A Canadian Scientist Turns Wood Chips, Coffee Grounds and Manure into Edible Food
For the past eight years Moo-Young, 48, and his colleagues have been working on a process whereby fungi convert garbage into an edible substance that is 30 to 50 percent protein. The fungi, which are called Chaetomium cellulolyticum, feed on things like straw, cow manure, wood chips, coffee grounds and the sludge left over from paper manufacturing. Moo-Young liquefies such a mixture in, say, a 100-ton vat, seeds it with billions of the fungi and adds his own chemical formula (he will not divulge the ingredients). In four hours the gunk has been converted into 75 tons of food. The fungi actually ingest the mixture, tripling in size before they die. Moo-Young dries the dead microbes, which have the consistency of wet paste, and breaks them off into chips with the texture of bran flakes. They can also be granulated or powdered.
Moo-Young samples his product "when visitors are here," he says, "to show that I'm not afraid to eat it." He describes the flavor as "somewhat malty, but not undesirable, a little like a yeast sandwich." The flakes have an unpleasant aroma, but masking it "would be no problem," according to Moo-Young.
The professor envisions several potential uses for his product. It could supplement or even replace soy and fish meal as an animal feed, and it could, with proper flavoring, be used in Third World countries now suffering from protein deficiencies. It might even find a place in the affluent nations as an unusual snack. "If we could develop a Madison Avenue approach," theorizes Moo-Young, "maybe we could market this food in Canada or the United States. Maybe we should liken it to an expensive, exotic food such as lobster and crayfish, which also eat a lot of garbage."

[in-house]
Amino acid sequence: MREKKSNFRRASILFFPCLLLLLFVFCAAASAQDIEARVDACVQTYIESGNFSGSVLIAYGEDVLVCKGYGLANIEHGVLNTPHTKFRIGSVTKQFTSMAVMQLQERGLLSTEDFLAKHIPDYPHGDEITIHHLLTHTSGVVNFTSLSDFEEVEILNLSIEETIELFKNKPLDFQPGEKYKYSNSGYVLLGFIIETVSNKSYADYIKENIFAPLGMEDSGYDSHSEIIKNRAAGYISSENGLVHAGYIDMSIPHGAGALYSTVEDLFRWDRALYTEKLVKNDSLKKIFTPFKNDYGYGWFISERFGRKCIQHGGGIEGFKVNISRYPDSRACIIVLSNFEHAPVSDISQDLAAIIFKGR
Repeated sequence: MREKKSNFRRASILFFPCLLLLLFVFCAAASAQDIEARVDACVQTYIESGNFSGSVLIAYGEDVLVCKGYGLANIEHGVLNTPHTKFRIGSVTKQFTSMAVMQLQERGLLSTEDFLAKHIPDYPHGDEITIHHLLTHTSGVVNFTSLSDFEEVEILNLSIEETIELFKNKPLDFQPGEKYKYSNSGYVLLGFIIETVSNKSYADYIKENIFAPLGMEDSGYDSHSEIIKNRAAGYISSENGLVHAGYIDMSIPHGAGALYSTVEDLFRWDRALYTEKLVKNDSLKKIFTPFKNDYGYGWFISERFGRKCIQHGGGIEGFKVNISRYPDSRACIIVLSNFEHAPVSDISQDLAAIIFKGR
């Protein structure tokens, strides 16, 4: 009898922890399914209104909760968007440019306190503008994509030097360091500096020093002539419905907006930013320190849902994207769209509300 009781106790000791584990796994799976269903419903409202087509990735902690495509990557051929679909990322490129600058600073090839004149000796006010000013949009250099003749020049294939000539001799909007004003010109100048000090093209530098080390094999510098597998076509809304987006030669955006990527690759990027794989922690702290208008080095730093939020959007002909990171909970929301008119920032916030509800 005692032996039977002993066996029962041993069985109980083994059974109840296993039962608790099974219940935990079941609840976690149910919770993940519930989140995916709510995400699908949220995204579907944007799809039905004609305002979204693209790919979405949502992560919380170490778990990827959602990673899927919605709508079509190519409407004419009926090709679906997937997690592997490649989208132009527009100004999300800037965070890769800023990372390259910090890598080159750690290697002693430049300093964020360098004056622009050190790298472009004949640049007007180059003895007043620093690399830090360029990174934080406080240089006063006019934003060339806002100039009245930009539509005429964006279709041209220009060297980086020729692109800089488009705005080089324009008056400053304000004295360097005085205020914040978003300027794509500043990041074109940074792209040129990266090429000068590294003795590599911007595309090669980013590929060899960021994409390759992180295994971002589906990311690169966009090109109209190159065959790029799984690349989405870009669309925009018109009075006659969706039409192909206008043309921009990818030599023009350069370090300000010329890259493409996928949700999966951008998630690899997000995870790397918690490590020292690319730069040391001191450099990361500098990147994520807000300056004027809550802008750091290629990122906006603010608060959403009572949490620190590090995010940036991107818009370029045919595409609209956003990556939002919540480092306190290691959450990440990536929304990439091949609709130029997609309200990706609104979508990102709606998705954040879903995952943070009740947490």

Born in Kingston, Jamaica to a Chinese mother and a Russian-Chinese father in the import-export business, Moo-Young was the last of seven children. After earning his doctorate in chemical engineering at the University of London, he began his research career at Waterloo in 1966. He has written some 80 scientific papers, edited five textbooks and served as a consultant to such corporate giants as IBM and ITT. "We don't become real engineers," he says, "unless we're consulting."
More than 500 companies in 30 countries have requested information on Moo-Young's invention, and last month he signed a licensing agreement with a French conglomerate which intends to build 14 processing plants throughout Europe. A Canadian paper mill will begin an experiment using the technology next spring. Moo-Young will receive approximately 50 percent of the profits from any sale of the process—and he could become a millionaire as a result. "I like the academic world too much to leave it," he says. "But it would be nice not to have to worry where my next microbial meal is coming from."